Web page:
So here we are. Parking meters will go in, and the county exec has an an agenda of which we are not aware, or so it would seem. Why the necessity to do this without truly seeking community endorsement?? And I am left wondering why we got our new pavement at this time. Perhaps the softer surface is condusive to easier installation of sensors. But as I say here we are. I would make two reccommendations: 1) a grace period for parking infractions as the public learns the new system, possibly with warnings instead of tickets and 2) painting the curbs where parking is limited, as in loading zones, so that are customers are not angered by large fines because they failed to see the signs--yellow curbs is a much more observsable warning.
Derek Smith October 19, 2012 at 04:37 PM
Good points Steve. I'm wondering why our county executive feels he can just walk all over us. He applied for the job, we read his resume and hired him. Yes I know he was "elected" but the principle is the same. We are his boss. We pay his salary. He's there to serve US. He MUST be held accountable during the next hiring cycle (election) and not rehired. In addition, he must be made accountable for any accidents or injury arising from the use of this mobile app should any occur. If the system is a failure, he and his ilk should be made to pay us all back from their own pockets. Next step: We should encourage everyone to boycott the meters and find other arrangements. We should continue to push back on this. If we just let the issue die, they'll just do it again.
Lindsay January 02, 2013 at 03:50 PM
A boycott of the meters will prove that they work. On small historic streets with limited parking, the meters help to force the long-term parkers to move their cars to lots further out rather than hogging the high-demand spaces and/or moving a little bit every two hours to prevent the meter maids from giving them a ticket. One commenter said you need a parking garage. Who will pay for that? On average, EACH space in a parking garage costs $20,000 to $30,000, and people don't like parking in garages. (I encourage anyone to go to any parking garage outside of LA and go to the top level - it'll be empty 9 times out of 10). Meters cost a lot less and usually solve your problem of high demand spaces. No one likes paying for parking, but it's basic economics. When you have a limited quantity of a high-demand good...you raise the price.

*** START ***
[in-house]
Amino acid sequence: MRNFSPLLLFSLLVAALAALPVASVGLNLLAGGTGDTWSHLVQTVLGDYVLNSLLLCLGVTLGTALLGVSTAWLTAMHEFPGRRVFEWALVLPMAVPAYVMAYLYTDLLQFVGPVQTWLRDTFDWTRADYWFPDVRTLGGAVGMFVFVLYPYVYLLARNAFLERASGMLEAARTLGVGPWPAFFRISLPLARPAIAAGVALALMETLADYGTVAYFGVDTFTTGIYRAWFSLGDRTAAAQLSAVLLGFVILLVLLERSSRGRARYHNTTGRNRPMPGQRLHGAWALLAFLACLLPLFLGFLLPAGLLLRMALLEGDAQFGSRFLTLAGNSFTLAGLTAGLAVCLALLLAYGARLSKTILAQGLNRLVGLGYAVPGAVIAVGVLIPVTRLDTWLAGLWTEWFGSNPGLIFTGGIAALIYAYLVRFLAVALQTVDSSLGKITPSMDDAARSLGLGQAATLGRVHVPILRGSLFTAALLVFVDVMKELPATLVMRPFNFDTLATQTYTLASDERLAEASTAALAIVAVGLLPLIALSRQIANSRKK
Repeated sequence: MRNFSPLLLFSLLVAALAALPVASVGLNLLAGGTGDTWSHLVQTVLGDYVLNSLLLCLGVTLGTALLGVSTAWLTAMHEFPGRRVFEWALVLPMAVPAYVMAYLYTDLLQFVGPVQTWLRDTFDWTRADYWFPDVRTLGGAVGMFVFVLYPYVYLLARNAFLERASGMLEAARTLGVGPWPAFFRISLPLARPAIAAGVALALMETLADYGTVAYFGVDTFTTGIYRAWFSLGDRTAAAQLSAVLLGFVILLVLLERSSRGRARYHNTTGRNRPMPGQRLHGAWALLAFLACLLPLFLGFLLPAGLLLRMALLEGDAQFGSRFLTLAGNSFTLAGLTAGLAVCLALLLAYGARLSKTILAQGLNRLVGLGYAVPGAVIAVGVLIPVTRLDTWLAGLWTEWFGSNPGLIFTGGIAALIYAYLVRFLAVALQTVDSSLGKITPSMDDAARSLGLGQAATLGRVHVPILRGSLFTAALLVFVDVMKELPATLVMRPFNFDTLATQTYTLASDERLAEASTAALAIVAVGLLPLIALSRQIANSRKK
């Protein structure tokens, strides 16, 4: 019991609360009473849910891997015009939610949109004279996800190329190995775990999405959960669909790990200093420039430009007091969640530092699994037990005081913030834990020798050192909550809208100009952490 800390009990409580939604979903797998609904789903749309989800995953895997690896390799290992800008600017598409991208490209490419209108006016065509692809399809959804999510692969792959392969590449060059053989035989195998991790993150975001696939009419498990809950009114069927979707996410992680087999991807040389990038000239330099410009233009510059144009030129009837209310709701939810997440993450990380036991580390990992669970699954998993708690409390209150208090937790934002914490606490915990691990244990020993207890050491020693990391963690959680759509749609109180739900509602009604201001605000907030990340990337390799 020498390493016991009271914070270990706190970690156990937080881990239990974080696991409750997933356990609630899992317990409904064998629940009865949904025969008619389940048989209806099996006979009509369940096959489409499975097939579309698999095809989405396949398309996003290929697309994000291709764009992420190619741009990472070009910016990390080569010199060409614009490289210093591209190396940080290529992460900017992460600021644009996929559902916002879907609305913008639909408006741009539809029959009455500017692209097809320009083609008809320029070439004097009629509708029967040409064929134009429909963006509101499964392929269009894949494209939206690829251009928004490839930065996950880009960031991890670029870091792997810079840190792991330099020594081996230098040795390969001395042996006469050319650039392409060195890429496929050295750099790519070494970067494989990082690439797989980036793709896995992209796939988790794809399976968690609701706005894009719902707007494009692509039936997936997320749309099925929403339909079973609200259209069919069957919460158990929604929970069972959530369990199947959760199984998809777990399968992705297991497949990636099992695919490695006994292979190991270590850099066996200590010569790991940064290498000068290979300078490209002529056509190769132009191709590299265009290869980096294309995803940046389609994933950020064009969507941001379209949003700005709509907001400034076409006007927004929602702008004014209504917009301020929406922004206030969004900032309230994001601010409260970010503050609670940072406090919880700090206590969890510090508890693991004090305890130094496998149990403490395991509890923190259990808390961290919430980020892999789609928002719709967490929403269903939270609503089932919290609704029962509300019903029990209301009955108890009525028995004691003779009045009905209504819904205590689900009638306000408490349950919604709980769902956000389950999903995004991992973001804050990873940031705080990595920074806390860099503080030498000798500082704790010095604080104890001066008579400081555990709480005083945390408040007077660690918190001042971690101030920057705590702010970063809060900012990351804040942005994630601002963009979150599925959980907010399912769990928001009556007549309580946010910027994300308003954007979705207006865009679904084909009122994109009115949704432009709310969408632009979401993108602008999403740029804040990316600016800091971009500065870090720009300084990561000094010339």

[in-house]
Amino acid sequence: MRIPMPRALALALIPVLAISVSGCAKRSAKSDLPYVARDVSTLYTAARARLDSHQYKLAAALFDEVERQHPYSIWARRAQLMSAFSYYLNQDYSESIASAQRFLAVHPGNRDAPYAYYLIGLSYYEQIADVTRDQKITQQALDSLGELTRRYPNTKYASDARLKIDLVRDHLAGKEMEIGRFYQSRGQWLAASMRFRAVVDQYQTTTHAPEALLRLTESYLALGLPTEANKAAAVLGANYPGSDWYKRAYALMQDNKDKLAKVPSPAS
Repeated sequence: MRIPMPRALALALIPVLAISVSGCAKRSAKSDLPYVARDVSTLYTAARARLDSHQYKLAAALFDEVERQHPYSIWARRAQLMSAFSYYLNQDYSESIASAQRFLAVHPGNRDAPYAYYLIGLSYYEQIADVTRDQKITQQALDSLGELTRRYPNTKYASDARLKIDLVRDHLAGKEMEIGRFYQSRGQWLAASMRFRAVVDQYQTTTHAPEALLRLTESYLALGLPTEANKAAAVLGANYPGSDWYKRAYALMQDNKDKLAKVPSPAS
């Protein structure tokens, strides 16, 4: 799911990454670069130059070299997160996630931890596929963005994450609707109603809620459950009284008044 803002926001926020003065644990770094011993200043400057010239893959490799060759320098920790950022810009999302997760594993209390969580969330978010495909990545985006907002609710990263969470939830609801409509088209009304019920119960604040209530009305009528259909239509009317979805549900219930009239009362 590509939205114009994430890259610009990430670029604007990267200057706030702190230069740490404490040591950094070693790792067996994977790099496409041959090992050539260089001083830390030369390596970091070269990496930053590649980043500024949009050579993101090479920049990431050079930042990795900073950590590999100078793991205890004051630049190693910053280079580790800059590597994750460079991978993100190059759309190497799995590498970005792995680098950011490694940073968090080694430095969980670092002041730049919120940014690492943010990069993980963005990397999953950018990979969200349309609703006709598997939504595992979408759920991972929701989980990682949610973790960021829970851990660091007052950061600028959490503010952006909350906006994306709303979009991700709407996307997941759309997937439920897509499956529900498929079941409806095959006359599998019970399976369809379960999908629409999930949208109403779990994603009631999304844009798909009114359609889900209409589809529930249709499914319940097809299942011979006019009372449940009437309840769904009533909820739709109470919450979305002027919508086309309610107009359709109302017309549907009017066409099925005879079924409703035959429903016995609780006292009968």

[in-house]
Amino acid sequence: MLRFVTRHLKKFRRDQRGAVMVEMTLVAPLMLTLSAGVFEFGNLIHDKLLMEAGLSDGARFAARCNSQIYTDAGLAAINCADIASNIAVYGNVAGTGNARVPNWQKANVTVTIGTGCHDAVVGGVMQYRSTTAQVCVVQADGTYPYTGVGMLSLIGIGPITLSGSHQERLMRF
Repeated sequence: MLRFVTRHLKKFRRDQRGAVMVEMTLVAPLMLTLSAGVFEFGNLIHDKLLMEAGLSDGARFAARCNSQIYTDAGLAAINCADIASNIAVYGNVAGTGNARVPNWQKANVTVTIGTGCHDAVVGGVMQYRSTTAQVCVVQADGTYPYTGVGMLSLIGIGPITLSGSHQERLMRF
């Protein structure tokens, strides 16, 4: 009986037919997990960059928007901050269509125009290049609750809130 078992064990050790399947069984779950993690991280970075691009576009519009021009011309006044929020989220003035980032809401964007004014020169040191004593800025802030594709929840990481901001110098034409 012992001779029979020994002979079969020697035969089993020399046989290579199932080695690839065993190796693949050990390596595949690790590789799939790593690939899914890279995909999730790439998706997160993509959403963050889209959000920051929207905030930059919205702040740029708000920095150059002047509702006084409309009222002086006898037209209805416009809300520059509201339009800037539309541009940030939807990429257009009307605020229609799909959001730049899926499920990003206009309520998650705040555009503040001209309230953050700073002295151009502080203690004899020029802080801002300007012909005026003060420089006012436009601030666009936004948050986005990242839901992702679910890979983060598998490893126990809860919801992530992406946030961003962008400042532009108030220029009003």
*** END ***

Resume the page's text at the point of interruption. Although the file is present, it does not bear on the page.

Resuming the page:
Dan Jenkins January 02, 2013 at 03:58 PM
Lindsay: it depends on what you mean by "work." If a measure of the meters "working" is that residents, as you say, are forced to endure greater and greater hardships, then I'm sure a boycott will "work!" If there is to be a parking solution that accounts for the needs of all stakeholders -- including residents -- then metered parking without reasonable concessions to residents does not "work."
Dan Jenkins January 02, 2013 at 04:03 PM
Also, your language makes it seem like resident concerns are frivolous or selfish -- you describe us as "hogging" spaces that are "high-demand," and I think this is unfair. It is reasonable to expect to park in front of one's home without paying, and, indeed, this is how parking in mixed-use areas elsewhere in the region is handled. If Ellicott is to be an exception to this standard, I'd like to hear a good reason why. The argument that this exception will help businesses -- against their will, it seems, since so many opposed the meters -- falls flat. This just seems like so much apologetics on behalf of an administration that decided long ago that they don't care much about us Main Street trolls who hog all the spots.
Dan Jenkins January 02, 2013 at 04:05 PM
Last one: Ellicott City is NOT LA! Not by a long shot.
Lindsay January 02, 2013 at 06:52 PM
Resident concerns are not frivolous or selfish, but it is impossible to provide free parking for everyone at all times right in front of where they want to go. In most downtowns, regardless of size, 9-5 employees are usually the ones guilty of "hogging" spaces. Having a residential permit program is a good idea.